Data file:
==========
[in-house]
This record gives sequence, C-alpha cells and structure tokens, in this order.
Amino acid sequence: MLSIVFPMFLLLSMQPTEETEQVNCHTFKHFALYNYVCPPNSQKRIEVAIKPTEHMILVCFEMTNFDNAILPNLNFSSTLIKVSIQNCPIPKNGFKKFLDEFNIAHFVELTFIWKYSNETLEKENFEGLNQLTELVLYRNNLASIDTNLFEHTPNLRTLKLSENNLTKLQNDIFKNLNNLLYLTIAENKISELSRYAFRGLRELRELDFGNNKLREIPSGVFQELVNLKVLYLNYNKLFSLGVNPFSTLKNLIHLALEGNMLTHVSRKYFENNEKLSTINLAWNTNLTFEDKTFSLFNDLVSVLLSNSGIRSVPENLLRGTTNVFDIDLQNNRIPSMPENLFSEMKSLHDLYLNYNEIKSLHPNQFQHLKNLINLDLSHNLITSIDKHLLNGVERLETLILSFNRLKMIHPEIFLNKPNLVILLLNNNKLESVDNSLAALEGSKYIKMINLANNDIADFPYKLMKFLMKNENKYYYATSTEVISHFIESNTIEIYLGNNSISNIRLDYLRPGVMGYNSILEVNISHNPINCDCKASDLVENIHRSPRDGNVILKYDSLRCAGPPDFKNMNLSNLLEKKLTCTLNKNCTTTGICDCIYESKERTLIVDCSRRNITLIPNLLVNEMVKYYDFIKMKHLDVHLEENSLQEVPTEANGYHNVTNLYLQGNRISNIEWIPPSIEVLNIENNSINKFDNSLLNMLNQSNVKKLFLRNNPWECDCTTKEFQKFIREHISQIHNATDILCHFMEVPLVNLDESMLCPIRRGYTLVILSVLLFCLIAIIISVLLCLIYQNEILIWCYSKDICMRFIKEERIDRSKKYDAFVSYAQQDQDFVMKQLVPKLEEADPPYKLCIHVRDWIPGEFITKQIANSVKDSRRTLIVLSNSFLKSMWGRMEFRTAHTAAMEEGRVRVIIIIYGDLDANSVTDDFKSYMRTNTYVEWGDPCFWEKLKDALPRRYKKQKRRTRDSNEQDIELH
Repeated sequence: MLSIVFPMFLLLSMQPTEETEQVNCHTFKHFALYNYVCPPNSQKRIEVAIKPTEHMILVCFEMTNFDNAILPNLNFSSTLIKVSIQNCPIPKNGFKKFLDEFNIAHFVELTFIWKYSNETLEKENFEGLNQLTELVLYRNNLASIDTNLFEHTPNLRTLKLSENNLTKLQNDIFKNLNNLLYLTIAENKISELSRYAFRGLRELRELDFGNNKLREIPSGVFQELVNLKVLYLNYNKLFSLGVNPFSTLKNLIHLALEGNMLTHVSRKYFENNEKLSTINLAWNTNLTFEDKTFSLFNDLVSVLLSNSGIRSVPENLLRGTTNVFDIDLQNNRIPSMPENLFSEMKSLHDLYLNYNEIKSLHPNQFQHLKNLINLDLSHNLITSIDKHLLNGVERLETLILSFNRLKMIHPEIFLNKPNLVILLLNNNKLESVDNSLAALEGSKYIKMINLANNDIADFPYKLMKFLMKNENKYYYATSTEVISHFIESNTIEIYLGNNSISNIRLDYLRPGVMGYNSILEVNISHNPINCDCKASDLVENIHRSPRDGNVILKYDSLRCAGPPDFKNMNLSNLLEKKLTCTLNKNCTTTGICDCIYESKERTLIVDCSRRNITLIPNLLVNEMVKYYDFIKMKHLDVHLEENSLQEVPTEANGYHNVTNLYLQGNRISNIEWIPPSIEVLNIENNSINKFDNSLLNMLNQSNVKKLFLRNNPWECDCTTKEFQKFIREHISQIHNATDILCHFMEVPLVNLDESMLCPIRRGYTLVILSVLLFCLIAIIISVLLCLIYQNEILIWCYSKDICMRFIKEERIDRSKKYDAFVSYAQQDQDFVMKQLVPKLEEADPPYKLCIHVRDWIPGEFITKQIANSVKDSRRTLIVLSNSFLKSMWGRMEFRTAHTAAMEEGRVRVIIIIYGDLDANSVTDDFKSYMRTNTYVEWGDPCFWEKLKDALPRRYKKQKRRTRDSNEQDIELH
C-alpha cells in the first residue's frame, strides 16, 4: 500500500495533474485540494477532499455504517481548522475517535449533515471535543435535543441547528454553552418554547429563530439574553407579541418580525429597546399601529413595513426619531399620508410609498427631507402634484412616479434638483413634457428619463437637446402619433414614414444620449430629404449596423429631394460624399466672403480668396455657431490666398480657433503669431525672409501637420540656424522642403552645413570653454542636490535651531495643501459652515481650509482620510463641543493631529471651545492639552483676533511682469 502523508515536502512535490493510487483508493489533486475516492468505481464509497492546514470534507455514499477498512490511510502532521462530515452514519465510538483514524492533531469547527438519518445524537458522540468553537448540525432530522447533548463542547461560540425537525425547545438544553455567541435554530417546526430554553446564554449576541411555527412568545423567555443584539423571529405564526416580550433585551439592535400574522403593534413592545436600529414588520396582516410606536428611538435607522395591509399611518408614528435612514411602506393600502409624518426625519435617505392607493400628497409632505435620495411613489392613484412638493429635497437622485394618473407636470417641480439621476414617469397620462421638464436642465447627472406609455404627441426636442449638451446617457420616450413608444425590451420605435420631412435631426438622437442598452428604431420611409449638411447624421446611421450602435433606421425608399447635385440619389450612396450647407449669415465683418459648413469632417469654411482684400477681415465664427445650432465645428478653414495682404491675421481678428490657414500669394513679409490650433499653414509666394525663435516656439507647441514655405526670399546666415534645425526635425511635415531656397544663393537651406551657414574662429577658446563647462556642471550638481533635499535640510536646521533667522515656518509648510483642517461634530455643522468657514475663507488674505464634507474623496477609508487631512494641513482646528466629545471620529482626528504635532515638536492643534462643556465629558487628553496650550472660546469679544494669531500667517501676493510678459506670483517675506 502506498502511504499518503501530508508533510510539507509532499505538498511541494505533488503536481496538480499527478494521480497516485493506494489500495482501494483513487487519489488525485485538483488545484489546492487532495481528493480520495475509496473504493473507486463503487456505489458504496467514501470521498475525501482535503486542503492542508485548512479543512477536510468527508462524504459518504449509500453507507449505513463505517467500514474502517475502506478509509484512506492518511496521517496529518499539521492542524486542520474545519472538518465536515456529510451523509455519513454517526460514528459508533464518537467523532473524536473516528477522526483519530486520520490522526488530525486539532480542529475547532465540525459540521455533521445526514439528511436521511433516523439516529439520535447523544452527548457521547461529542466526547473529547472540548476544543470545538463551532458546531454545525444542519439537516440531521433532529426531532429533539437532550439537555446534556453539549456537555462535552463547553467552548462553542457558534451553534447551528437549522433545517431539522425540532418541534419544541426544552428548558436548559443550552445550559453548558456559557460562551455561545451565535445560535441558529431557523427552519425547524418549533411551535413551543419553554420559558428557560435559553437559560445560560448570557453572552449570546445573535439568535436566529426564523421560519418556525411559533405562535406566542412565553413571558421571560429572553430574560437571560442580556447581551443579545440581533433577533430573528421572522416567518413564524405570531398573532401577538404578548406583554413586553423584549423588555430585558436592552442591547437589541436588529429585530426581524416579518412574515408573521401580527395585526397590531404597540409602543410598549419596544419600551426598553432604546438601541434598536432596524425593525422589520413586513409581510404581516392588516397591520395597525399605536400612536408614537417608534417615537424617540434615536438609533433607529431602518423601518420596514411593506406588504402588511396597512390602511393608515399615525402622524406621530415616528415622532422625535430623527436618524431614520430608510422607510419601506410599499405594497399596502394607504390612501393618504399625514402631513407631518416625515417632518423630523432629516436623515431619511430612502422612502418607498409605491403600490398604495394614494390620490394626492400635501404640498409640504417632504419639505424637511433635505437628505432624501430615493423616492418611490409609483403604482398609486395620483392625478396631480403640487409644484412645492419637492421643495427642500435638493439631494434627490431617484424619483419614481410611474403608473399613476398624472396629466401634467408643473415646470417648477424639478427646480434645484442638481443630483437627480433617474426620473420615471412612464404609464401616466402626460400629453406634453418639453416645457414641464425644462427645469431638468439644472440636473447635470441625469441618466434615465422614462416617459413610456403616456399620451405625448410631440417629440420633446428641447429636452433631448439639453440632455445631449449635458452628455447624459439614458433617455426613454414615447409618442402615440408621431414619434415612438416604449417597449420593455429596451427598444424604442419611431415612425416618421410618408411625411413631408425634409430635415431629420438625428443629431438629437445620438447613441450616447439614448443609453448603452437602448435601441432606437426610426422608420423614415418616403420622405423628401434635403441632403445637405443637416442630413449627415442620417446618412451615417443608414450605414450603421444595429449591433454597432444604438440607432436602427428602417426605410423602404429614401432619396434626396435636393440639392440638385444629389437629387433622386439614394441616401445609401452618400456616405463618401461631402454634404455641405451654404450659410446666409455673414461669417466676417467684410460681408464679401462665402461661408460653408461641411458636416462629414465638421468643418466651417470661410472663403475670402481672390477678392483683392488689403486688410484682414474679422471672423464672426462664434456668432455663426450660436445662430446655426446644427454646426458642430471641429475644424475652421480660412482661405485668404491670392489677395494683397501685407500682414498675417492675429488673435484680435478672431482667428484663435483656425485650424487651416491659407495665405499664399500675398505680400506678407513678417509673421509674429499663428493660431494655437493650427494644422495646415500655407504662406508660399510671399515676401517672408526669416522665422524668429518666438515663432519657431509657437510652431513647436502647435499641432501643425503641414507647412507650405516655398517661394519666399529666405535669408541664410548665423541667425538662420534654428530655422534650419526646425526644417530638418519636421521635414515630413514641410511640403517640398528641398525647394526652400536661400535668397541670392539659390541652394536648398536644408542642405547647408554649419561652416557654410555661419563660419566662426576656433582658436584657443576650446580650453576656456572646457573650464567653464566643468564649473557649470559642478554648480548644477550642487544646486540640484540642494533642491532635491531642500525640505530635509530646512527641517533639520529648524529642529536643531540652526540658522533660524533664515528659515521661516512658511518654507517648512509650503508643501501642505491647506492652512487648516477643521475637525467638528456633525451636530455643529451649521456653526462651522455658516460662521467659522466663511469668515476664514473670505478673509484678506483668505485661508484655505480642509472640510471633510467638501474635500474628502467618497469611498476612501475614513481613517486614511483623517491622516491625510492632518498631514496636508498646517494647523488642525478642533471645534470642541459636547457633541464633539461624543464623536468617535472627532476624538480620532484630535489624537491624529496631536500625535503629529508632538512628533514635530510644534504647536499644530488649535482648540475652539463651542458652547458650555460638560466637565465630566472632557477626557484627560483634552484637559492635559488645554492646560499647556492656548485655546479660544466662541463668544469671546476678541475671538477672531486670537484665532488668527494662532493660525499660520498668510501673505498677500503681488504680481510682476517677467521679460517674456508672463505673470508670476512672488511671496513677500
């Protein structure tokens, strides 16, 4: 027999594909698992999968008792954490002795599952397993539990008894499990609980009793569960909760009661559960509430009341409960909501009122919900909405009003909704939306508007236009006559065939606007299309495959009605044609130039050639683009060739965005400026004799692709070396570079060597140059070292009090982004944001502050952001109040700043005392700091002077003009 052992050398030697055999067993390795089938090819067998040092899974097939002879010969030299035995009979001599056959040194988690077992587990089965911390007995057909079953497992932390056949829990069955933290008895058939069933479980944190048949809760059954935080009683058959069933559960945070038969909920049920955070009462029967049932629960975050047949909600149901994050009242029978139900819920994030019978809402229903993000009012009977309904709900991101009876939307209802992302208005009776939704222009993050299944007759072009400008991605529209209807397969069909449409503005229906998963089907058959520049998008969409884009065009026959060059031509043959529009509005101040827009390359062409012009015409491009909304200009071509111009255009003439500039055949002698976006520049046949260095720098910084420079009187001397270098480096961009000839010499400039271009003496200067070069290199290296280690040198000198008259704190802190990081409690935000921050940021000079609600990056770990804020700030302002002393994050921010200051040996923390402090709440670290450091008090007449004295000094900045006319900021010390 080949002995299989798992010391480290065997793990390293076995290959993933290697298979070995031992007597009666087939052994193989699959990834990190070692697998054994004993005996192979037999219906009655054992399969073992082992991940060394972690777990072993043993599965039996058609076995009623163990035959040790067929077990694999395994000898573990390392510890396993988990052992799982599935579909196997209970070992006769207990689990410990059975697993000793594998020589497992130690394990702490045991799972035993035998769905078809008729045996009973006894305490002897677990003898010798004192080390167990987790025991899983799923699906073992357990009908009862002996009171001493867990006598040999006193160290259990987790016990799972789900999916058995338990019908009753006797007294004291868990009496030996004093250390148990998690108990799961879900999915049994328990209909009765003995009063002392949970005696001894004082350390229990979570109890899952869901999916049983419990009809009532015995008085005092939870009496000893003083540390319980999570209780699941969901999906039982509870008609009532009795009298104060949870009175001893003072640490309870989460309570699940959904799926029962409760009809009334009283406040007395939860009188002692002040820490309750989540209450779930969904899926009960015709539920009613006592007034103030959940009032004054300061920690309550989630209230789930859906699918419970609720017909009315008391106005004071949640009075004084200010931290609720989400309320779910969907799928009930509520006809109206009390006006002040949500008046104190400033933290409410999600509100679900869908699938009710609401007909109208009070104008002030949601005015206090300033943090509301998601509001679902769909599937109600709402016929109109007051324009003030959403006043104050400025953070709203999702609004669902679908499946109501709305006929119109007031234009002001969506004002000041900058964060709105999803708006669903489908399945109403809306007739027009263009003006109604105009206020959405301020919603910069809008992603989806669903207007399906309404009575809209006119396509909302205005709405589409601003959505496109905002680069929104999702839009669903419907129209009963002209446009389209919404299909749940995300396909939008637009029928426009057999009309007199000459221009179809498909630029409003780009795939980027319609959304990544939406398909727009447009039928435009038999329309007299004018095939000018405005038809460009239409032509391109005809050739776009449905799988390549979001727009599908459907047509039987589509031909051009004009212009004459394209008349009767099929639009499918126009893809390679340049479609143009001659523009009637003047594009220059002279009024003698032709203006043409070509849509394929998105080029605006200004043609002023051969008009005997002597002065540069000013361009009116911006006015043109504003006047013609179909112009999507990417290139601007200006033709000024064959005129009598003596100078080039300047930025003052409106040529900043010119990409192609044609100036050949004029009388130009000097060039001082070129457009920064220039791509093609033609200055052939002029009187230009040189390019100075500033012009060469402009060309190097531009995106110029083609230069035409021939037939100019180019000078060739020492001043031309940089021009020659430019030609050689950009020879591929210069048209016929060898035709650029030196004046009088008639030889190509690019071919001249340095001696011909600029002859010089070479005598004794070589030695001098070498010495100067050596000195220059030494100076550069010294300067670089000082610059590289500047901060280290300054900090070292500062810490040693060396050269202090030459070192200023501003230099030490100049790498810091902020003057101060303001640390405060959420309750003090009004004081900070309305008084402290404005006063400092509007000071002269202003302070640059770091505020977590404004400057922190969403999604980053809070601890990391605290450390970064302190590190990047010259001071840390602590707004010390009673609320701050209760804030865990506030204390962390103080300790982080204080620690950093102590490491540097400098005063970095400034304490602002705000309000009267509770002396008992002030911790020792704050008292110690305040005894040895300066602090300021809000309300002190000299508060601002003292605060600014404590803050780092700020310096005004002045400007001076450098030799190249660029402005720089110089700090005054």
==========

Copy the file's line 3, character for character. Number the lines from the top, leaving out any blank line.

Amino acid sequence: MLSIVFPMFLLLSMQPTEETEQVNCHTFKHFALYNYVCPPNSQKRIEVAIKPTEHMILVCFEMTNFDNAILPNLNFSSTLIKVSIQNCPIPKNGFKKFLDEFNIAHFVELTFIWKYSNETLEKENFEGLNQLTELVLYRNNLASIDTNLFEHTPNLRTLKLSENNLTKLQNDIFKNLNNLLYLTIAENKISELSRYAFRGLRELRELDFGNNKLREIPSGVFQELVNLKVLYLNYNKLFSLGVNPFSTLKNLIHLALEGNMLTHVSRKYFENNEKLSTINLAWNTNLTFEDKTFSLFNDLVSVLLSNSGIRSVPENLLRGTTNVFDIDLQNNRIPSMPENLFSEMKSLHDLYLNYNEIKSLHPNQFQHLKNLINLDLSHNLITSIDKHLLNGVERLETLILSFNRLKMIHPEIFLNKPNLVILLLNNNKLESVDNSLAALEGSKYIKMINLANNDIADFPYKLMKFLMKNENKYYYATSTEVISHFIESNTIEIYLGNNSISNIRLDYLRPGVMGYNSILEVNISHNPINCDCKASDLVENIHRSPRDGNVILKYDSLRCAGPPDFKNMNLSNLLEKKLTCTLNKNCTTTGICDCIYESKERTLIVDCSRRNITLIPNLLVNEMVKYYDFIKMKHLDVHLEENSLQEVPTEANGYHNVTNLYLQGNRISNIEWIPPSIEVLNIENNSINKFDNSLLNMLNQSNVKKLFLRNNPWECDCTTKEFQKFIREHISQIHNATDILCHFMEVPLVNLDESMLCPIRRGYTLVILSVLLFCLIAIIISVLLCLIYQNEILIWCYSKDICMRFIKEERIDRSKKYDAFVSYAQQDQDFVMKQLVPKLEEADPPYKLCIHVRDWIPGEFITKQIANSVKDSRRTLIVLSNSFLKSMWGRMEFRTAHTAAMEEGRVRVIIIIYGDLDANSVTDDFKSYMRTNTYVEWGDPCFWEKLKDALPRRYKKQKRRTRDSNEQDIELH